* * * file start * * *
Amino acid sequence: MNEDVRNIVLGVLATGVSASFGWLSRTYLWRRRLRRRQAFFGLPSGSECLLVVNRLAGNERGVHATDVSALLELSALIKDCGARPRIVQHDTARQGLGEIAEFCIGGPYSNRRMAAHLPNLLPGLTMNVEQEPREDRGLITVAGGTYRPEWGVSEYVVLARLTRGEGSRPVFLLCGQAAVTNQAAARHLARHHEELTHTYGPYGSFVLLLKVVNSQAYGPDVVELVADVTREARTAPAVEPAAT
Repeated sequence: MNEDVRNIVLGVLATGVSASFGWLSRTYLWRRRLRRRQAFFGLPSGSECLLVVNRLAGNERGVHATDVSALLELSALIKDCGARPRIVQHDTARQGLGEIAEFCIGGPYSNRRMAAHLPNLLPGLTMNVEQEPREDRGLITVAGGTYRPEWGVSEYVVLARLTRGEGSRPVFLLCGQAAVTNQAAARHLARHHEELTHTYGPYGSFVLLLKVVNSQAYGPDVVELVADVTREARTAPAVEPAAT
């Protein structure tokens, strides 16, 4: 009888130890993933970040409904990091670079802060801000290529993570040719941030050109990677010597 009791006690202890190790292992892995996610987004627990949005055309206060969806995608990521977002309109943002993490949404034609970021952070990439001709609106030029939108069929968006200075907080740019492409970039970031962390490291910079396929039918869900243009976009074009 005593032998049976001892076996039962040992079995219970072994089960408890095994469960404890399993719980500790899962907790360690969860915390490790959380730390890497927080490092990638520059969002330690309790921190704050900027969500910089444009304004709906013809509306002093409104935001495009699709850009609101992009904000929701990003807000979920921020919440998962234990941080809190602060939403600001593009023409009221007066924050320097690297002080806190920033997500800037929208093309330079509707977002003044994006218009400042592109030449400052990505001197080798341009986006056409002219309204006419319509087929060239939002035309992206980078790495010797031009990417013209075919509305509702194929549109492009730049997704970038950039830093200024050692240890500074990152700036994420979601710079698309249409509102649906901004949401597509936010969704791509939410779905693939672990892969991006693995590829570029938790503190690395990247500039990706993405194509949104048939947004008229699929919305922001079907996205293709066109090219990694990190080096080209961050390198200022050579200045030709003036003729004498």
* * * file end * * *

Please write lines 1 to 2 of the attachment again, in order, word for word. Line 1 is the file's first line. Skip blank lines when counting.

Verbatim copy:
Amino acid sequence: MNEDVRNIVLGVLATGVSASFGWLSRTYLWRRRLRRRQAFFGLPSGSECLLVVNRLAGNERGVHATDVSALLELSALIKDCGARPRIVQHDTARQGLGEIAEFCIGGPYSNRRMAAHLPNLLPGLTMNVEQEPREDRGLITVAGGTYRPEWGVSEYVVLARLTRGEGSRPVFLLCGQAAVTNQAAARHLARHHEELTHTYGPYGSFVLLLKVVNSQAYGPDVVELVADVTREARTAPAVEPAAT
Repeated sequence: MNEDVRNIVLGVLATGVSASFGWLSRTYLWRRRLRRRQAFFGLPSGSECLLVVNRLAGNERGVHATDVSALLELSALIKDCGARPRIVQHDTARQGLGEIAEFCIGGPYSNRRMAAHLPNLLPGLTMNVEQEPREDRGLITVAGGTYRPEWGVSEYVVLARLTRGEGSRPVFLLCGQAAVTNQAAARHLARHHEELTHTYGPYGSFVLLLKVVNSQAYGPDVVELVADVTREARTAPAVEPAAT